The Revised Uniform Fiduciary Access to Digital Assets Act (RUFADAA) has been adopted by almost all states to provide legal guidance on rights to access digital property for four (4) different types of fiduciaries: executors, trustees, agents under a financial power of attorney and guardians. The law allows people the right to grant not only their digital assets, but the contents of their communications. It establishes a three-tier system for the user, the most important part being if the person expresses permission in an online platform for a specific asset, directly with the custodian of a digital platform, that is the controlling law. If they have not done so, they can provide for permission to be granted in their estate planning documents. They can also allow or forbid people to gain access to their digital assets.  Texas has such a law, and we prepare our estate planning documents to address such property.

If a person does not take either of these steps, the terms of service they agreed to with the platform custodian governs the rights to access or deny access to their digital assets.

It’s important to discuss this new asset class with your estate planning attorney to ensure that your estate plan addresses your digital assets. Having a list of digital assets is a first step, but it’s just the start. Leaving the family to plead with a tech giant to gain access to digital accounts is a stressful legacy to leave behind.

Reference: Cleveland Jewish News (Sep. 24, 2020) “Digital assets important part of modern estate planning”

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Can Mom Leave a Home to a Child but Not Grandchildren?

You have many options on how to leave a home to your child, but not a grandchild, including a will, trust and an enhanced life estate deed.

There are numerous ways to pass your property at death. A woman with three grown daughters faced a problem about passing down the family home. She wanted to leave a home to a child who has taken care of and is closest to her. However, she also wanted to be sure that, if something happened to this youngest daughter, the house would go to her two other daughters and not the close daughter’s adult children.

With proper planning, this can be done, as described in the article “Mom needs contingency plan to pass house title” from mySanAntonio.

One way is to rely on a last will and testament. The will would state that she leaves the house to the youngest daughter, under terms of a testamentary trust inside the will. The executor would probate the will and the trust would be established at death.  The trust terms would permit the daughter to use, enjoy, and live in the house during her lifetime, as the beneficiary of the testamentary trust.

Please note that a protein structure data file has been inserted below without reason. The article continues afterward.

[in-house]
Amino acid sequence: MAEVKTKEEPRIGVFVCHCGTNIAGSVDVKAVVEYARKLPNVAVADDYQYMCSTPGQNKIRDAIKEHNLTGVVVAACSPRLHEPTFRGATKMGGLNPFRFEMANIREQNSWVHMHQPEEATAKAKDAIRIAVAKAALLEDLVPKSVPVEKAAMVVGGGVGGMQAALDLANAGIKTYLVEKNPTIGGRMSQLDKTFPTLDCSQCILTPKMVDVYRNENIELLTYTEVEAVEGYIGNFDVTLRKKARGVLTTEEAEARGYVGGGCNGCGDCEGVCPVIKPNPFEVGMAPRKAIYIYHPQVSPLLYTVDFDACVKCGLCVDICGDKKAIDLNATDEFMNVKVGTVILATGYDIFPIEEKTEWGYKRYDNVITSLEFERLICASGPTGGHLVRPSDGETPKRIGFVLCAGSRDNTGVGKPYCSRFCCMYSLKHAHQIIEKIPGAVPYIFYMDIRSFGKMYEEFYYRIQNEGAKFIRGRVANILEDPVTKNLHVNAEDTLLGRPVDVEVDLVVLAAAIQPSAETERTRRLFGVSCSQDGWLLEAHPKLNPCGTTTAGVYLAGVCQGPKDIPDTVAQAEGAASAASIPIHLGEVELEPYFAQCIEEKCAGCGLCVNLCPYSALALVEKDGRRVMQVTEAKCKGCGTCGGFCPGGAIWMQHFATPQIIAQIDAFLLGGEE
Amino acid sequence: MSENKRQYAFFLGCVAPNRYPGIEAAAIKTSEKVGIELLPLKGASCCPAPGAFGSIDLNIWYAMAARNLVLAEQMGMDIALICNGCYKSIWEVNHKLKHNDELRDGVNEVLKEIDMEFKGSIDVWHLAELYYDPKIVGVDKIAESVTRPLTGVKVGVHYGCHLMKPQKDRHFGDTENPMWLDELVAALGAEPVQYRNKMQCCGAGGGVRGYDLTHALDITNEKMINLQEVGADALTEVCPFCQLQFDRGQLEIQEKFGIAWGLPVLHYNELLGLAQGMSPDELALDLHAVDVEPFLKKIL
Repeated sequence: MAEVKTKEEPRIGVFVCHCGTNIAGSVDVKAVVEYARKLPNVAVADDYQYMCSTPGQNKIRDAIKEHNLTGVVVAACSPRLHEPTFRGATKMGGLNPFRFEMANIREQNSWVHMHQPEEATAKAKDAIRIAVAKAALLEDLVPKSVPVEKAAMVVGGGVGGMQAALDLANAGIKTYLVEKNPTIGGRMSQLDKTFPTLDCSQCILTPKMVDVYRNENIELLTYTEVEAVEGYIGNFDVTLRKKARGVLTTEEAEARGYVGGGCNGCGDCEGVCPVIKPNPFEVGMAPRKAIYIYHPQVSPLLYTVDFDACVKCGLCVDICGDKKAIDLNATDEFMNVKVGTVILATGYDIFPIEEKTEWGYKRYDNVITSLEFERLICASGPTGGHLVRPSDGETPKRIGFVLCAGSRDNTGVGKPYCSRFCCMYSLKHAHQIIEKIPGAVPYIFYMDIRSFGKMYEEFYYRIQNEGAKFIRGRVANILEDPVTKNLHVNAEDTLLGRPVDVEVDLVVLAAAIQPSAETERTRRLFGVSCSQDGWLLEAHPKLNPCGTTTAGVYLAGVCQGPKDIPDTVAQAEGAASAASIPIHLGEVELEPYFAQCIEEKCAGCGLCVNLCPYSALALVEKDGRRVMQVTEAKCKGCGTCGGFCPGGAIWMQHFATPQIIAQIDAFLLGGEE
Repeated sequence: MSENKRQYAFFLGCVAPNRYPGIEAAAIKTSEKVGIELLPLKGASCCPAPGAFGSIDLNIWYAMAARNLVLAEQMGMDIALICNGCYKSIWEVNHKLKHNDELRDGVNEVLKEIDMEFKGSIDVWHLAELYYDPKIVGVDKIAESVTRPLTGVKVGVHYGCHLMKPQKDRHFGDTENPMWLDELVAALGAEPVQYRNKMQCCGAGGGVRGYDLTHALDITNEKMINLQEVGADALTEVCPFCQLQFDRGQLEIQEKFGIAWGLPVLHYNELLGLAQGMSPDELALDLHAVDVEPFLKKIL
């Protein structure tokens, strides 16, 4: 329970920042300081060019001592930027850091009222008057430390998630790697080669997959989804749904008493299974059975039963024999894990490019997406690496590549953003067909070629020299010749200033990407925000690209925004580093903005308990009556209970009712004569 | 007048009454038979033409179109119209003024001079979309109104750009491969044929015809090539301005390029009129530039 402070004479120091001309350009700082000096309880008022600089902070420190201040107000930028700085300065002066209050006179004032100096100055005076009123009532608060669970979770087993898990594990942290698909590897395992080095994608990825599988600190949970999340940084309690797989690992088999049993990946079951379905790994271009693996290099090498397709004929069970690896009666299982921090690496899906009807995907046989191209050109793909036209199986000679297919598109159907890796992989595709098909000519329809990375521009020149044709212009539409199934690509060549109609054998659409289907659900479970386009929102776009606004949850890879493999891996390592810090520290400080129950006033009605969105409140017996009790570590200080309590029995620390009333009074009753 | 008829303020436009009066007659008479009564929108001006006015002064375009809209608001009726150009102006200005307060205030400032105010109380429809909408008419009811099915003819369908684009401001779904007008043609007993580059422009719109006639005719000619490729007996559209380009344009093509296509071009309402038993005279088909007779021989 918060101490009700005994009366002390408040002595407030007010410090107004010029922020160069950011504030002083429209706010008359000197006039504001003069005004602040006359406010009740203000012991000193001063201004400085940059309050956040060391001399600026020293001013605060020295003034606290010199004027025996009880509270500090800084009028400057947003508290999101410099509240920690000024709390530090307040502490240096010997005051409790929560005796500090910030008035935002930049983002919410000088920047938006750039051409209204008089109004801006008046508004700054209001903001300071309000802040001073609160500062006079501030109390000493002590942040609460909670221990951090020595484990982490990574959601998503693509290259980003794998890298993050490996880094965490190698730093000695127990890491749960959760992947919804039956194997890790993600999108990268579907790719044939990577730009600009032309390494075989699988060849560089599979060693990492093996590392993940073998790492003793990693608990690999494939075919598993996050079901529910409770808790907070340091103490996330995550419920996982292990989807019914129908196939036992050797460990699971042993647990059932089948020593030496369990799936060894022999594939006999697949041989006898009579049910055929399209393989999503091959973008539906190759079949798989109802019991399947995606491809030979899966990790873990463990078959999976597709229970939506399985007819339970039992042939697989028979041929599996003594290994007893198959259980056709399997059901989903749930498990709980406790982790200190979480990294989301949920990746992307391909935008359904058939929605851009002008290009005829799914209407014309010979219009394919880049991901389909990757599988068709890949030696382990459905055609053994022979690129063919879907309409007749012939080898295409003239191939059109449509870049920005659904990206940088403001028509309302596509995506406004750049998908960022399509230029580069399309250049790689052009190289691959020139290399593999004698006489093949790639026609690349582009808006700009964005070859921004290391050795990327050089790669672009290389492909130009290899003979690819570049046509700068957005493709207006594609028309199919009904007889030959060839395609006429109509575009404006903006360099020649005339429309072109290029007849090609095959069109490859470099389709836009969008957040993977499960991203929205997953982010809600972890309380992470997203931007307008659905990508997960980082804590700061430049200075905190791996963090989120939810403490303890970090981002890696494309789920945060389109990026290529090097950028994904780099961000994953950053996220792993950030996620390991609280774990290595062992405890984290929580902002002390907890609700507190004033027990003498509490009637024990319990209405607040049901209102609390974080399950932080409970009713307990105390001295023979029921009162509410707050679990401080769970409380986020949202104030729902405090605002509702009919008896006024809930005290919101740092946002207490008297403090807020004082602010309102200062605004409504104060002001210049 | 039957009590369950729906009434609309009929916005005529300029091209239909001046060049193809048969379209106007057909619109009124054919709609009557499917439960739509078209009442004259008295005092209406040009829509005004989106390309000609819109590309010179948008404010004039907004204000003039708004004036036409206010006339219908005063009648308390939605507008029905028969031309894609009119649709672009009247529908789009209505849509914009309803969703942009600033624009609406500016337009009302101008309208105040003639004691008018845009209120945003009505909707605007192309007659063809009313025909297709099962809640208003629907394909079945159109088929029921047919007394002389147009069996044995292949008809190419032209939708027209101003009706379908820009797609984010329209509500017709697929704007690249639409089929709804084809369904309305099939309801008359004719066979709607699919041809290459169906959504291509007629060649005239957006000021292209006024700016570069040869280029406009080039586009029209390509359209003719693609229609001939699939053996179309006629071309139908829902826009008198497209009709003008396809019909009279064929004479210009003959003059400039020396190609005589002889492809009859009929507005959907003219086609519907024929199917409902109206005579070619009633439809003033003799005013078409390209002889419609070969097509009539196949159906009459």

The two older daughters would be named as the secondary beneficiaries of the trust. When the younger daughter dies, the trust distributes the house to the older daughters.  The trust would also provide what would happen to the property if the older daughters are deceased.

The plan will need to be prepared by a qualified estate planning attorney. This is not a terrible process, if the will is professionally written and properly executed, includes an executor and a trustee and clear instructions about her wishes.

However, there are other options, which can also be used in conjunction.  One is an enhanced life estate deed and another is a living trust. The enhanced life estate deed specifies that the woman is retaining a life estate, that is, the right to use, enjoy and occupy her home, for the rest of her life. The document specifies that when she dies, the home goes to her youngest daughter. The owner would also want to specify that she has the right to change her mind at any time.

This approach avoids probate. However, there is a downside. If the youngest daughter dies before the mother, then the mother will need to take legal action to cancel the deed and issue a new one to the two older daughters. If the daughter outlives her mother, once she inherits the house, there will be no way to have it transferred to the other sisters in the future (unless the daughter choses to do so) and presumably the property will go to the grandchildren after all.  Clients who try to construct their own estate plans often fall into this trap, they try to rely on beneficiary designations for everything and can’t address contingencies.

A living trust provides the detailed control allowed in a will, but the trust, which must be properly created and funded, avoids going to probate. The trust would let the mother live in the home, and when she dies, the title to the house stays in trust with her youngest daughter, who is able to live in the house. However, she never becomes the owner of the house. The trust would continue to own the house. The trust would specify that when the daughter dies, the house goes to the two older daughters. She may also use the enhanced life estate deed, and have it name the trust as beneficiary at her death to ensure it goes to the right beneficiaries.

There are other considerations which affect these decisions, such as taxes, who to put in charge of the process and long term care planning.  See here for more information.  https://www.galliganmanning.com/removing-your-house-from-your-trust/

If you have a similar situation and want to learn more, call our office today.  We will walk you through these issues and help craft a plan that accomplishes your goals.

Reference: mySanAntonio (June 8, 2020) “Mom needs contingency plan to pass house title”